A few years ago, my grandfather died.
He was an important figure in my life. He was someone who I looked up to. He was in my mind the ideal man. He was an immigrant farmer who built a house where he raised seven kids: five boys and two girls. My dad also had seven kids: five boys and two girls. I can remember vividly something my grandfather would say to us as we were growing up. If we got upset or we complained about something.
He would say, “Are you a man or a mice?”
I can hear the tone of his voice in my mind and I can see the half-serious and half-joking face he would make when he would say it. But I can also remember how I felt, a little upset, a little confused with just a hint of shame for not being manly enough. But I was just a kid. How can I understand this old man’s wisdom? Obviously I’m not a mouse, so I must be a man. And coming from a family with so many men, this wasn’t the only half-joke and half-serious thing we were told. We heard lots of this kind of wisdom every time for a different occasion.
I had an uncle who would jokingly say, “See my fingers. See my thumb. See my fists. You better run”
In every community, there exist an idea of who we are supposed to be.
Our environment, our family, our community, they shape us. They offer us an identity or at least a narrative for us to follow. Even at an early age, before a child is five, he/she will have a fairly concrete understanding of who he/she is with the broad stroke of identity starting to be formed.
Life however has a way of challenging and confronting those family narratives that we grow up in.
For me, it became present in form of sexual abuse.
Right at the beginning of my adolescence, a friend of the family took me to the basement of our home and raped me. This would continue over the course of that summer. And in those first few moments, my understanding of the world changed. My ideas about who I was, where I was from, the community that I grew up, they were all changed.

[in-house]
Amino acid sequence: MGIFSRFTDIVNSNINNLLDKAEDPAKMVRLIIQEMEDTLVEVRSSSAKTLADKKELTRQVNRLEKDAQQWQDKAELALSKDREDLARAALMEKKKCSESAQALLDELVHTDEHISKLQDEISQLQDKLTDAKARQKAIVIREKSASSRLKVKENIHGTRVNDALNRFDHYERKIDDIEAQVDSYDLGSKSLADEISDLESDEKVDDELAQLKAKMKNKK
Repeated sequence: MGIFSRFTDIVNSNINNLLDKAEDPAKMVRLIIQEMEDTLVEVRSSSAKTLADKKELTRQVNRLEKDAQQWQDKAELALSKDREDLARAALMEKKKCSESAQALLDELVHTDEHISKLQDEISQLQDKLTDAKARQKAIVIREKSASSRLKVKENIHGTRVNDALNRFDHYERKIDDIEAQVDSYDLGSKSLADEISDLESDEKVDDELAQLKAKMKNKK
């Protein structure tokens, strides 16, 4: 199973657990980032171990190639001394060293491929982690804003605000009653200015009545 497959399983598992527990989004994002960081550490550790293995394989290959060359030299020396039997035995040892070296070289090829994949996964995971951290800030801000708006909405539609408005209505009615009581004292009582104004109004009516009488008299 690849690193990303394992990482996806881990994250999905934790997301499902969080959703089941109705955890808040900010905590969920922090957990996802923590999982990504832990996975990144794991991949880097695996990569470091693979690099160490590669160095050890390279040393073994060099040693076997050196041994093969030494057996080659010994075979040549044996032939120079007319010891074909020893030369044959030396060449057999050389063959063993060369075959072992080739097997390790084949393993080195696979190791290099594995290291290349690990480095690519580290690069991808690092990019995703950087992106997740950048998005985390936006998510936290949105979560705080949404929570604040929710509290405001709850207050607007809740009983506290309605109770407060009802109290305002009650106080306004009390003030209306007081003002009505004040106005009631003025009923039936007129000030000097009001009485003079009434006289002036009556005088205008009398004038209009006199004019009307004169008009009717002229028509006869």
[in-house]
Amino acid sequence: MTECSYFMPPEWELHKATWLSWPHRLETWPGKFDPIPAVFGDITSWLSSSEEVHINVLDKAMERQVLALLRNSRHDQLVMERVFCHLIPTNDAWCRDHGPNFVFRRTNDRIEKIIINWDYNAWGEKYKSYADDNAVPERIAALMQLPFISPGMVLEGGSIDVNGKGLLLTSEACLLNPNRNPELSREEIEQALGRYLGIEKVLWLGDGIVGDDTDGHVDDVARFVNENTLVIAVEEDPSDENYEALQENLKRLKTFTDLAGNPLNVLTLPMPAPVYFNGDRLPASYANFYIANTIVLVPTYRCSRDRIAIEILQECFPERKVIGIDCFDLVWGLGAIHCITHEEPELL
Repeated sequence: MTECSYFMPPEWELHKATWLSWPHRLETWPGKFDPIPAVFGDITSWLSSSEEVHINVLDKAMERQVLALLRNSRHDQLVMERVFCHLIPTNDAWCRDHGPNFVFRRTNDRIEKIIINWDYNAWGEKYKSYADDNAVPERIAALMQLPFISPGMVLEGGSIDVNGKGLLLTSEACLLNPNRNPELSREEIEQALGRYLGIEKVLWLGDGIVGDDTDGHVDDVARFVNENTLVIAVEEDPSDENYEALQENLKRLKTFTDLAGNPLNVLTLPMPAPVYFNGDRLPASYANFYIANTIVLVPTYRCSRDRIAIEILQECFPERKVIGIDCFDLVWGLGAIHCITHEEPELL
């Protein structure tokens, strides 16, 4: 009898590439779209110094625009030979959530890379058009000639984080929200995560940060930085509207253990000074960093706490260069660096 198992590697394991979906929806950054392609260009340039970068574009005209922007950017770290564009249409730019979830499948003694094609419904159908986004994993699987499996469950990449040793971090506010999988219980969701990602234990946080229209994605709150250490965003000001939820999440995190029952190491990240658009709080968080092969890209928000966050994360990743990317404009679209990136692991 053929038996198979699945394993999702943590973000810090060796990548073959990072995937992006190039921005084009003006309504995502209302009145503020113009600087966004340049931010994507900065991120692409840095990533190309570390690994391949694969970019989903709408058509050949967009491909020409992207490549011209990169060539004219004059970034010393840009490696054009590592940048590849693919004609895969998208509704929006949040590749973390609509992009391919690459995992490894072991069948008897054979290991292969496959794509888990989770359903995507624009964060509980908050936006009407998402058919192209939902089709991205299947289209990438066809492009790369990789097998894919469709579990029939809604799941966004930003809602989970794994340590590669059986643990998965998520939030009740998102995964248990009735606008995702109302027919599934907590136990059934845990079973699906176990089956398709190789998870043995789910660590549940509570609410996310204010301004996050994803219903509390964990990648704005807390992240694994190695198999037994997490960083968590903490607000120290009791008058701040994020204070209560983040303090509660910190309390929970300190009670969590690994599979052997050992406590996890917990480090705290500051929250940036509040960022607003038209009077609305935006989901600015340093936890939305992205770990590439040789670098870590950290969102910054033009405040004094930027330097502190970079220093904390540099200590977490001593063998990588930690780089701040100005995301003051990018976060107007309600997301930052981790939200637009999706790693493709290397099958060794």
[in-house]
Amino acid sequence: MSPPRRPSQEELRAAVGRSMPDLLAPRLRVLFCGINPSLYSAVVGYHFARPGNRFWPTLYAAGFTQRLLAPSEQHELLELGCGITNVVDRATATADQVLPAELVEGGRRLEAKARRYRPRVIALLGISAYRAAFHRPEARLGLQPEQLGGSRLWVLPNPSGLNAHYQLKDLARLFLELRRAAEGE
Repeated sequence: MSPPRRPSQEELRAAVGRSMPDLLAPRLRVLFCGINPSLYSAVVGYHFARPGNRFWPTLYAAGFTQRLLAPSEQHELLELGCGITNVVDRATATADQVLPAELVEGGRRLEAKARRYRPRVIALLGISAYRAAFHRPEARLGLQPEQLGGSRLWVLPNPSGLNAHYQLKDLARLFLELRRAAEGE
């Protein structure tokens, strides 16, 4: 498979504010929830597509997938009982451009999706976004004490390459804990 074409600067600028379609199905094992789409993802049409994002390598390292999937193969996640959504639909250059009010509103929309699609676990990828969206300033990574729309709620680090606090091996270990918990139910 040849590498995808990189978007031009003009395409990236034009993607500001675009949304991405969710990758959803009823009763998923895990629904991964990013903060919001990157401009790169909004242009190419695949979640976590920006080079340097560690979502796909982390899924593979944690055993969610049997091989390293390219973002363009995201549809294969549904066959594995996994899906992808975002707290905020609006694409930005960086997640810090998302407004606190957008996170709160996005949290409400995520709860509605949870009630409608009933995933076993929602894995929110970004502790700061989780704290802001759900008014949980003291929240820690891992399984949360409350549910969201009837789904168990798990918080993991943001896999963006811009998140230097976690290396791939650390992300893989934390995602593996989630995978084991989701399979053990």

And my abuser started to offer me a new set of one-liners, a new narrative to follow. He would say things like “This is all your fault.” “Oh I thought you wanted this.” “And no one is ever going to believe you.”
What I had believed about myself didn’t match the experience that I was presented with. To make matters worse, I’d never heard of a boy being sexually assaulted.
You see, strangers were the ones who hurt kids, they were supposed to be driving sketchy vans and wearing ski masks or, not my older brother’s friend. My understanding, which came from books like Berenstain Bears and company, was that bad guys look bad. And they’re supposed to try and get you to steal something for them. But Boys are tough. We are not supposed to be victims. Real men are strong. Real men don’t get raped. When something doesn’t exist in your mind, when the possibility of it even happening is not a thought, who are you supposed to tell? This wasn’t the bad guy that I was prepared for. This wasn’t the life that I was supposed to be living.
“Are you a man or a mouse?” It echoed in my mind.